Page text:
An old adage had it that “no-one got into Real Estate because they were good at maths”. If it was ever true that you didn’t need good numeracy skills in the property industry, it certainly isn’t now and one of the major challenges currently facing some university Real Estate courses is the number of students who need support in this area.
Prospective students need at least a Grade C in GCSE Maths to be offered place on our course but experience shows that this is sometimes an unreliable indicator of numeracy. It’s not clear whether the problem is due to the type of maths teaching at schools or because those with numeracy issues are disproportionately attracted to studying Real Estate. The simple answer would appear to be to raise the entry qualification to Grade B or even A, at GCSE Maths. This could negatively affect applications to Real Estate degree programmes and as numeracy is only one of a range of many desirable student attributes, the property industry does not want to select future professionals on the strength of a single criterion. So whatever the cause of the problem, universities need to ensure that all students are able to tackle those Real Estate tasks which have a computational element.
In most universities, additional numeracy support is provided on a voluntary participation basis. Students who meet the entry requirements for a degree programme cannot be compelled to undertake additional study in maths (or any subject), outside the programme to improve their skills.
At my University, all students take a Real Estate focused numeracy test during our Year 1 Induction Week to assess their numerical skills; there is no calculus involved! We test their ability to compute areas of irregular shapes, work with decimals, fractions and percentages and handle algebra to look at powers and roots of numbers. On the basis of the results of this test, students may then be advised to make use of the support classes at the University. These services are open to any student at any time and provide additional help with any aspect of study skills, including maths.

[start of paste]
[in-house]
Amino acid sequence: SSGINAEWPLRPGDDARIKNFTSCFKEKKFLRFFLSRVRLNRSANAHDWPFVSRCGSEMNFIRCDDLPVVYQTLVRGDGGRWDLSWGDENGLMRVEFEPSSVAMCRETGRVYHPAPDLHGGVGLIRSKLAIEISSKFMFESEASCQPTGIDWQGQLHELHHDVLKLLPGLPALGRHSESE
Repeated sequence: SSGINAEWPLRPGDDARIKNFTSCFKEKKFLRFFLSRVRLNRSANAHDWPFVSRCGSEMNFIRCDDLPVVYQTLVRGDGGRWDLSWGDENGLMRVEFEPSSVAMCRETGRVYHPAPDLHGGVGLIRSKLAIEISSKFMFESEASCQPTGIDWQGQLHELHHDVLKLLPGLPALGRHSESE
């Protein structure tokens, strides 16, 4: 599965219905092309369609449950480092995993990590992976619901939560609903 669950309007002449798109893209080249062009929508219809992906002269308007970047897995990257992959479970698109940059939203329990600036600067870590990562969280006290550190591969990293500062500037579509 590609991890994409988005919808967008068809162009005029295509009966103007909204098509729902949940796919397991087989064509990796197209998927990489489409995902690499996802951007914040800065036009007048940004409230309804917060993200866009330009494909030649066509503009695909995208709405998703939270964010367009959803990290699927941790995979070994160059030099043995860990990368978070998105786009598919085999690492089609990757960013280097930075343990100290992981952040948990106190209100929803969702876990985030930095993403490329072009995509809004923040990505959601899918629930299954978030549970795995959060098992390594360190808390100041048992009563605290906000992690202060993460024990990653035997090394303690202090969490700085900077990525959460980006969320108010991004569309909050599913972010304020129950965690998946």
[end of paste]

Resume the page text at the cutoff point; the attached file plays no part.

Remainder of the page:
Valuation is a defining skill of many Chartered Surveyors. It is also a core topic for Real Estate students and one which is studied through all three years of our degree programme. Yet it is also the most problematic for students with improving numeracy skills.
In business, dedicated software does much of the hard work of valuation but in order to develop core skills, we still teach students to work with valuation formulae ‘on paper’ or in conjunction with spreadsheets. It is important to grasp the principles of valuation as only then can they move on to learning how to weigh-up evidence and apply judgement in reaching a conclusion. Valuation is, after all, an art as well as a science. At university, good comparables are always readily to-hand in valuation problems and, usually, only the maths can get in the way of finding a solution. In professional practice, the main problem is often not with the calculations but in finding suitable comparables and applying reasoned, professional judgement to what can be incomplete evidence.